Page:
TVR, the brand behind the most popular single-make series in the UK
TVR's history in racing is spotty at best.
Back in the ’60s, one Mark Donohue made his debut on the big stage in the 12 Hours of Sebring in a TVR and the likes of the Griffith and the Grantura kept being pummelled at race meetings throughout the ’70s although there was no proper breakthrough moment for TVR in the racing world until much later. As a low-volume manufacturer, TVR never had the funds to go racing in a way that would not be a disservice for the already somewhat shaky image of the brand.
What is more, TVR lacked the Lotus-style racing roots and, as such, there wasn’t that big of a desire from the management to hit the tracks anyway. That all changed in 1981 when Peter R. Wheeler, the moustachioed North Sea oil equipment maker, bought TVR after falling in love with one of the company’s products. Wheeler, described by many of his former colleagues as a "larger-than-life figure," who "always seemed to excel at anything he turned his hand to, despite not always doing things the easy way," began helping out club racers who were already campaigning TVR cars, either of the M series variety or the then-recent Tasmin, in hopes of increasing the brand’s footprint on the British racing scene.
Soon after, the 2.8-liter, V-6 Cologne or the 3.0-liter Essex powerplants usually found under the hoods of race-prepped TVRs began to be phased out in favor of the 3.5-liter Rover V-8 that was part of Wheeler's plan to make both the road and the race cars quicker and more reliable.
Throughout the ’80s, the S Series models (that replaced the wedge-shaped M Series cars) and, later, the factory-backed SEAC sports car based off of a 350i were amongst the fastest things in the 750 Motor Club’s production sports car category as well as the BARC’s Sports Saloon Challenge. Across both series, the 420 SEAC won 21 events in two seasons before being banned because TVR couldn’t sell 200 road-going units to homologate it.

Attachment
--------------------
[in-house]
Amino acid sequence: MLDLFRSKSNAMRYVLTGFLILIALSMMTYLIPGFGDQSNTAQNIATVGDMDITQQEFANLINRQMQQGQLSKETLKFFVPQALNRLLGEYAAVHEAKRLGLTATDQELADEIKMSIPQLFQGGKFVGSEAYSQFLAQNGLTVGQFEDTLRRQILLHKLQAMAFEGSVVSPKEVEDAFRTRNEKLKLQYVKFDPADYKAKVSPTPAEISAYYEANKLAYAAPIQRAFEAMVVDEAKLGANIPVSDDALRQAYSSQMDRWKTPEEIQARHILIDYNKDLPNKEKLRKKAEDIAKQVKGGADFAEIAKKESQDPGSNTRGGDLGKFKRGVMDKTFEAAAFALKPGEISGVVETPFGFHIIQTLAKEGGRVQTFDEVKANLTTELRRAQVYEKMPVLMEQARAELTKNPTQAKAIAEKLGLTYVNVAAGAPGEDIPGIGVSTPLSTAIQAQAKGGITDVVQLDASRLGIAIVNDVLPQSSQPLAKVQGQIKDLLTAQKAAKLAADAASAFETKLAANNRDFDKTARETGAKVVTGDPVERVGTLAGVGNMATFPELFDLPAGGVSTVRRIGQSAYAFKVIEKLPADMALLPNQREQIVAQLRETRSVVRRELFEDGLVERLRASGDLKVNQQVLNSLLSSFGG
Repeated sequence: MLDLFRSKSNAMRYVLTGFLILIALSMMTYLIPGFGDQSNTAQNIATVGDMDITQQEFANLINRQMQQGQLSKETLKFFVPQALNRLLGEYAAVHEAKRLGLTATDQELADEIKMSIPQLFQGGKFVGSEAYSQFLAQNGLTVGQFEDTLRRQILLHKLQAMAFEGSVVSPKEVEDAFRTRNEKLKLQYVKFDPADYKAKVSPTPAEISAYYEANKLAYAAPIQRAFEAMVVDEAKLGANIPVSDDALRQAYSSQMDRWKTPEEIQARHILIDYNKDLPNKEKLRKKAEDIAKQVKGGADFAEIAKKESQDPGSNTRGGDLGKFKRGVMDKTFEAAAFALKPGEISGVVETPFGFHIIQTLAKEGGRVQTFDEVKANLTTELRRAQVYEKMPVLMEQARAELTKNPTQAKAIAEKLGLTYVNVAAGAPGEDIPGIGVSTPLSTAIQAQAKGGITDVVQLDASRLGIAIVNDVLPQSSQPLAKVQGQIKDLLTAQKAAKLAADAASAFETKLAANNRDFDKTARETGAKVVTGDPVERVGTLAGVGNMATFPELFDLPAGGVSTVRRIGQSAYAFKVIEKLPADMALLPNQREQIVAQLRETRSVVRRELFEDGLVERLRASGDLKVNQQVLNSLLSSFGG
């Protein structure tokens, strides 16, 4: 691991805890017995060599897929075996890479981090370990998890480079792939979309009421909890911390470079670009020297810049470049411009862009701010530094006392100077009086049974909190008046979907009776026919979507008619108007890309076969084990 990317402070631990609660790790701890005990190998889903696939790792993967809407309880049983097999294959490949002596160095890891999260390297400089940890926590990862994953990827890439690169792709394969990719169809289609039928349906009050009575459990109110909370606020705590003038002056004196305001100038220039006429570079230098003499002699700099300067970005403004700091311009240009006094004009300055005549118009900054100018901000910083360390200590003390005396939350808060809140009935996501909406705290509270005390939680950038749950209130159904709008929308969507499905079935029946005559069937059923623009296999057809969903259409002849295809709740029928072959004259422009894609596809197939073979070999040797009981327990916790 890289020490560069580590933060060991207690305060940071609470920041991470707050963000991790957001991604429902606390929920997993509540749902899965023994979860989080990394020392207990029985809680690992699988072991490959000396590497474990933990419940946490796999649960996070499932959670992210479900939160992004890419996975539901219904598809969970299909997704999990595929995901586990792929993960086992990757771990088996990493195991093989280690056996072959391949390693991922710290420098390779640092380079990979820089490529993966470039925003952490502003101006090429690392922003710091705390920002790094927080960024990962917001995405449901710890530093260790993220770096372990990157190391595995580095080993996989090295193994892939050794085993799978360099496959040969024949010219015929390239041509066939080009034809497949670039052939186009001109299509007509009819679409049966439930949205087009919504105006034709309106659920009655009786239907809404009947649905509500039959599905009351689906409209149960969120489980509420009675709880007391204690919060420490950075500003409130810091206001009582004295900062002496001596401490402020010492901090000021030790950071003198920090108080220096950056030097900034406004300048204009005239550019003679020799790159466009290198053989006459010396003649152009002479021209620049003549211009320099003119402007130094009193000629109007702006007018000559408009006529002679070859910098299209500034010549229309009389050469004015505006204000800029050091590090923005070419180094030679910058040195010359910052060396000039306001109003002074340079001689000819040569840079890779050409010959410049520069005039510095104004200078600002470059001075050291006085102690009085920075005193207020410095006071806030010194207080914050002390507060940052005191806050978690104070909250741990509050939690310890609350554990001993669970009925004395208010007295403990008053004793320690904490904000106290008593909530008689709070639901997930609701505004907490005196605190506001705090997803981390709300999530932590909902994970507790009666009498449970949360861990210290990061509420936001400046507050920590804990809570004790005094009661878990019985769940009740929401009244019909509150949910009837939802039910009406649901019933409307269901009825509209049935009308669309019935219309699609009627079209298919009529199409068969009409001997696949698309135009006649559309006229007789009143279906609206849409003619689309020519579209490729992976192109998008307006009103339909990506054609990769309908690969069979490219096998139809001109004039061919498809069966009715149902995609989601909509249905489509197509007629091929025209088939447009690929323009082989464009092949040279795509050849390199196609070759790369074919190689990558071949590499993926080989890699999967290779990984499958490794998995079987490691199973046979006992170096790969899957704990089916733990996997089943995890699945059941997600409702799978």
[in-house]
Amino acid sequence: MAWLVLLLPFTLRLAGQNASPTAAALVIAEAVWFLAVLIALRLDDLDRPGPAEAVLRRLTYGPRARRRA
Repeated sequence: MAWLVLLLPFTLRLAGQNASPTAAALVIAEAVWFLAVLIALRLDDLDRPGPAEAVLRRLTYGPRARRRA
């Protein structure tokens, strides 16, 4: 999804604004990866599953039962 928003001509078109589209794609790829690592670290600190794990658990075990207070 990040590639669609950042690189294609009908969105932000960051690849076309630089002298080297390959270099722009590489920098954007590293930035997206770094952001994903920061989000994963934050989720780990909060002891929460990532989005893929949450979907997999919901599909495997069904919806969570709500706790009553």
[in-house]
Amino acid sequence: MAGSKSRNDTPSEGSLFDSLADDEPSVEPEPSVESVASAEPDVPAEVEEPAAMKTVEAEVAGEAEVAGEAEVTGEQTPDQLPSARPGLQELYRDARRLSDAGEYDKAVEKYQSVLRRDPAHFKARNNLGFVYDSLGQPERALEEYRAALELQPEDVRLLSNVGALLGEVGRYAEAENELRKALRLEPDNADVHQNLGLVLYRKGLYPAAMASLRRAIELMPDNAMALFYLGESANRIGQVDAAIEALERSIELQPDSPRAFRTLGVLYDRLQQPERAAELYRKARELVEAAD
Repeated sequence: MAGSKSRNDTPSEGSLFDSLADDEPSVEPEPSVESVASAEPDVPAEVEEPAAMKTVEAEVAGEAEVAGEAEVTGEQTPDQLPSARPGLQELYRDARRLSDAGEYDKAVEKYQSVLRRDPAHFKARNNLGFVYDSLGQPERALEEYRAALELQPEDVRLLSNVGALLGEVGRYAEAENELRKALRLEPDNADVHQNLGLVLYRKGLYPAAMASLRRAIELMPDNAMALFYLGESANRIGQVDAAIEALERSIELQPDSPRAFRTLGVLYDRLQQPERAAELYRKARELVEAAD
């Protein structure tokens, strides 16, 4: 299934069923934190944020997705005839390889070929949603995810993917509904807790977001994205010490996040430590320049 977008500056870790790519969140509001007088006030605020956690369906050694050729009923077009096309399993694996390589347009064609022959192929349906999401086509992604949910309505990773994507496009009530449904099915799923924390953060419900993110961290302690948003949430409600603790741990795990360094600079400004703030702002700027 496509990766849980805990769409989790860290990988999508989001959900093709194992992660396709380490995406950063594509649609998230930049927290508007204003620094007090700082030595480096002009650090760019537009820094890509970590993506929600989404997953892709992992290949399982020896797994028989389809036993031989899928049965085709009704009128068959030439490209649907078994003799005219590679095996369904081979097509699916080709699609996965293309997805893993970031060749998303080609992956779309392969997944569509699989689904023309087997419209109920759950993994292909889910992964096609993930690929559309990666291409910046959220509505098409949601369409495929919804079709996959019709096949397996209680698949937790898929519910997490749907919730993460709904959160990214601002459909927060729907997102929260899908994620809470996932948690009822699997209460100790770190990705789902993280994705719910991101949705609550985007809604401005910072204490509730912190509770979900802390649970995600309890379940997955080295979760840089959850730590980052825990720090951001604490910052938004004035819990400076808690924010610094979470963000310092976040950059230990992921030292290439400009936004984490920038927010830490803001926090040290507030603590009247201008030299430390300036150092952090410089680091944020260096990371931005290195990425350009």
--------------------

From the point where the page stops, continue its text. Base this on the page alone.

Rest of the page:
The ban was seen as an opportunity by Wheeler who was a firm believer of the age-old ’race on Sunday, sell on Monday’ strategy and decided TVR should have its own single-make championship. First shown to the public in 1988, The TVR Tuscan Challenge race car was powered by a 4.4-liter version of the Rover V-8 engine that now developed 400 horsepower and 270 pound-feet of torque, enough for the open-top fiberglass machine to spring from naught to 60 mph in some four seconds.
The first champion of TVR’s single-make series was established BTCC driver Jeff Allam who outpaced the likes of Chris Hodgetts and Gerry Marshall in that maiden 1989 season. Revving all the way up to 7,800 rpm and slipping their tires even in fourth gear, the Tuscans proved to be a hit with both fans and racers and became one of Britain’s most-watched race series even rivaling the BTCC. As such, it wasn’t surprising to see legendary figures have a go in Tuscans and maybe none was more famous than 1992 F1 World Drivers’ Champion Nigel Mansell. Fresh out of a season in CART, Nigel never actually raced the Tuscan after crashing in a BTCC race that same weekend but his presence was proof enough of the Tuscan’s popularity.